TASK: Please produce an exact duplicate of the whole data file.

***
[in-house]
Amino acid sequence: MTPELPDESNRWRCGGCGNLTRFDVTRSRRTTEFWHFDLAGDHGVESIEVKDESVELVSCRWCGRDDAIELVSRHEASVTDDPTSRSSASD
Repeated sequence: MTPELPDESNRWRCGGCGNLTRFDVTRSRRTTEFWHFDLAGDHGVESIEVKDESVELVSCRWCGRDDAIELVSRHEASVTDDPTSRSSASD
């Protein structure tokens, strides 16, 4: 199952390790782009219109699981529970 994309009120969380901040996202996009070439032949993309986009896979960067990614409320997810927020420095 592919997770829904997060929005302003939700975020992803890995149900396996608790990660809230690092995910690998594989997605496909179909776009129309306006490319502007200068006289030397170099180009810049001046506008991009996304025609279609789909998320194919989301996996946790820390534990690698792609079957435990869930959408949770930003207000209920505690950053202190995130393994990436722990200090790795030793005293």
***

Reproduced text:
[in-house]
Amino acid sequence: MTPELPDESNRWRCGGCGNLTRFDVTRSRRTTEFWHFDLAGDHGVESIEVKDESVELVSCRWCGRDDAIELVSRHEASVTDDPTSRSSASD
Repeated sequence: MTPELPDESNRWRCGGCGNLTRFDVTRSRRTTEFWHFDLAGDHGVESIEVKDESVELVSCRWCGRDDAIELVSRHEASVTDDPTSRSSASD
């Protein structure tokens, strides 16, 4: 199952390790782009219109699981529970 994309009120969380901040996202996009070439032949993309986009896979960067990614409320997810927020420095 592919997770829904997060929005302003939700975020992803890995149900396996608790990660809230690092995910690998594989997605496909179909776009129309306006490319502007200068006289030397170099180009810049001046506008991009996304025609279609789909998320194919989301996996946790820390534990690698792609079957435990869930959408949770930003207000209920505690950053202190995130393994990436722990200090790795030793005293």